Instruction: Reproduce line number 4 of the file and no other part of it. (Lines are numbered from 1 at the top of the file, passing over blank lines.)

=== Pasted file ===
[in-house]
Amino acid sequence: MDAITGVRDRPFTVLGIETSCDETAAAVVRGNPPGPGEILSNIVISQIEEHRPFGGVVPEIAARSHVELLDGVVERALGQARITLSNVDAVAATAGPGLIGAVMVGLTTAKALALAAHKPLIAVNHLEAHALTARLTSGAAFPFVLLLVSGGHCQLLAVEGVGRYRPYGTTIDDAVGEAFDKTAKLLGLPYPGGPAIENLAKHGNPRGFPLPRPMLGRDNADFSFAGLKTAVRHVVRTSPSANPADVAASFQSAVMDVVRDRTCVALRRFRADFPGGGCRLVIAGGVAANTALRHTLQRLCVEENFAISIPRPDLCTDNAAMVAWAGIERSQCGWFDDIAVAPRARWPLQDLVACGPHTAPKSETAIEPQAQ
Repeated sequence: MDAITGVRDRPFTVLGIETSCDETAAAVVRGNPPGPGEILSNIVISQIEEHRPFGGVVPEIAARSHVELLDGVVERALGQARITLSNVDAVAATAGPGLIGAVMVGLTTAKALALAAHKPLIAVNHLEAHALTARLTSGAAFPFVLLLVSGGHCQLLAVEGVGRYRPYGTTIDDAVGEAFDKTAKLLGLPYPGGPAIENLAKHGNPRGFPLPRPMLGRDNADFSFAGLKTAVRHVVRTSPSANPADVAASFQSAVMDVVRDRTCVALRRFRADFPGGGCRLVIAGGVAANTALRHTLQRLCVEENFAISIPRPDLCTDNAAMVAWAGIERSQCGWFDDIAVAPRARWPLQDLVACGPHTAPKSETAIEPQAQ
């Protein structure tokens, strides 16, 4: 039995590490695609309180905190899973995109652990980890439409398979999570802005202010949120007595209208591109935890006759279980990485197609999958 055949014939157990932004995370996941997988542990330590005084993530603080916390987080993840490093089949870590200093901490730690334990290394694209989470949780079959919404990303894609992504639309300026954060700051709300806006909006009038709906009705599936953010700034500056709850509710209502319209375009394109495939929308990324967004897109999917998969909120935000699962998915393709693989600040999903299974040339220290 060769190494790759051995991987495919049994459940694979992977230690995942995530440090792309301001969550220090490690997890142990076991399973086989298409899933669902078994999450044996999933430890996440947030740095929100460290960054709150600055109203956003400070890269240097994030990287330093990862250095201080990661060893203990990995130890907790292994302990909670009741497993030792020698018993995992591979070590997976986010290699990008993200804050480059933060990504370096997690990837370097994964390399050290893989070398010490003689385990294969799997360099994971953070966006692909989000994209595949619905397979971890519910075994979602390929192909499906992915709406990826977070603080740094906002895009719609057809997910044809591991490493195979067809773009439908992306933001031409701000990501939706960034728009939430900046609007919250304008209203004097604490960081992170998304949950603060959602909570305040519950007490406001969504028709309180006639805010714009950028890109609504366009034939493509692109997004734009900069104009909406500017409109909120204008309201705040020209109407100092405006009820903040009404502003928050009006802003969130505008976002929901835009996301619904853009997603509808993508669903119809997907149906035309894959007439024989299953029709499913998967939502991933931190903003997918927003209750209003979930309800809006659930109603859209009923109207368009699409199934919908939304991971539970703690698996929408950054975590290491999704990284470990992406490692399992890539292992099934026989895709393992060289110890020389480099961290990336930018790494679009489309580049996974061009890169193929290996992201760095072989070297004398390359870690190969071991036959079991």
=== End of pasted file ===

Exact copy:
């Protein structure tokens, strides 16, 4: 039995590490695609309180905190899973995109652990980890439409398979999570802005202010949120007595209208591109935890006759279980990485197609999958 055949014939157990932004995370996941997988542990330590005084993530603080916390987080993840490093089949870590200093901490730690334990290394694209989470949780079959919404990303894609992504639309300026954060700051709300806006909006009038709906009705599936953010700034500056709850509710209502319209375009394109495939929308990324967004897109999917998969909120935000699962998915393709693989600040999903299974040339220290 060769190494790759051995991987495919049994459940694979992977230690995942995530440090792309301001969550220090490690997890142990076991399973086989298409899933669902078994999450044996999933430890996440947030740095929100460290960054709150600055109203956003400070890269240097994030990287330093990862250095201080990661060893203990990995130890907790292994302990909670009741497993030792020698018993995992591979070590997976986010290699990008993200804050480059933060990504370096997690990837370097994964390399050290893989070398010490003689385990294969799997360099994971953070966006692909989000994209595949619905397979971890519910075994979602390929192909499906992915709406990826977070603080740094906002895009719609057809997910044809591991490493195979067809773009439908992306933001031409701000990501939706960034728009939430900046609007919250304008209203004097604490960081992170998304949950603060959602909570305040519950007490406001969504028709309180006639805010714009950028890109609504366009034939493509692109997004734009900069104009909406500017409109909120204008309201705040020209109407100092405006009820903040009404502003928050009006802003969130505008976002929901835009996301619904853009997603509808993508669903119809997907149906035309894959007439024989299953029709499913998967939502991933931190903003997918927003209750209003979930309800809006659930109603859209009923109207368009699409199934919908939304991971539970703690698996929408950054975590290491999704990284470990992406490692399992890539292992099934026989895709393992060289110890020389480099961290990336930018790494679009489309580049996974061009890169193929290996992201760095072989070297004398390359870690190969071991036959079991």